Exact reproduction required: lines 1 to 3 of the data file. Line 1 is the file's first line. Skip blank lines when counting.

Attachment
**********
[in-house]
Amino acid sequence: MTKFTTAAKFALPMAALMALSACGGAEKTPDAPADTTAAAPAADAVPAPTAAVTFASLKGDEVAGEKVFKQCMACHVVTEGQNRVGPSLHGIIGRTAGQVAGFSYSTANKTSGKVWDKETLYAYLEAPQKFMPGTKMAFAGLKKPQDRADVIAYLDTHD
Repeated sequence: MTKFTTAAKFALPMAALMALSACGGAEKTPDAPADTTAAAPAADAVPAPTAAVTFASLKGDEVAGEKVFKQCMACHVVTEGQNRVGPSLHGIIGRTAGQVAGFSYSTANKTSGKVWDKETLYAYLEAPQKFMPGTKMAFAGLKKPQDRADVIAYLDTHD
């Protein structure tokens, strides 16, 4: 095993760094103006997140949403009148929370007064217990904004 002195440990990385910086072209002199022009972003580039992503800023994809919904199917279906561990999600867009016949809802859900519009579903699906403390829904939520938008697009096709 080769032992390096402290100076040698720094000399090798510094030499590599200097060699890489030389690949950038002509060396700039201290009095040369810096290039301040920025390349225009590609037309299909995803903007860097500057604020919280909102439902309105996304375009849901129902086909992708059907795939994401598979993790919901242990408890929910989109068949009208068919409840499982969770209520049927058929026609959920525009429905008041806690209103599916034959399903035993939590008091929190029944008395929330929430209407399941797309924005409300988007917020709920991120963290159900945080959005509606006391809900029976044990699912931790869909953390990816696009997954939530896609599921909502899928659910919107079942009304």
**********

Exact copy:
[in-house]
Amino acid sequence: MTKFTTAAKFALPMAALMALSACGGAEKTPDAPADTTAAAPAADAVPAPTAAVTFASLKGDEVAGEKVFKQCMACHVVTEGQNRVGPSLHGIIGRTAGQVAGFSYSTANKTSGKVWDKETLYAYLEAPQKFMPGTKMAFAGLKKPQDRADVIAYLDTHD
Repeated sequence: MTKFTTAAKFALPMAALMALSACGGAEKTPDAPADTTAAAPAADAVPAPTAAVTFASLKGDEVAGEKVFKQCMACHVVTEGQNRVGPSLHGIIGRTAGQVAGFSYSTANKTSGKVWDKETLYAYLEAPQKFMPGTKMAFAGLKKPQDRADVIAYLDTHD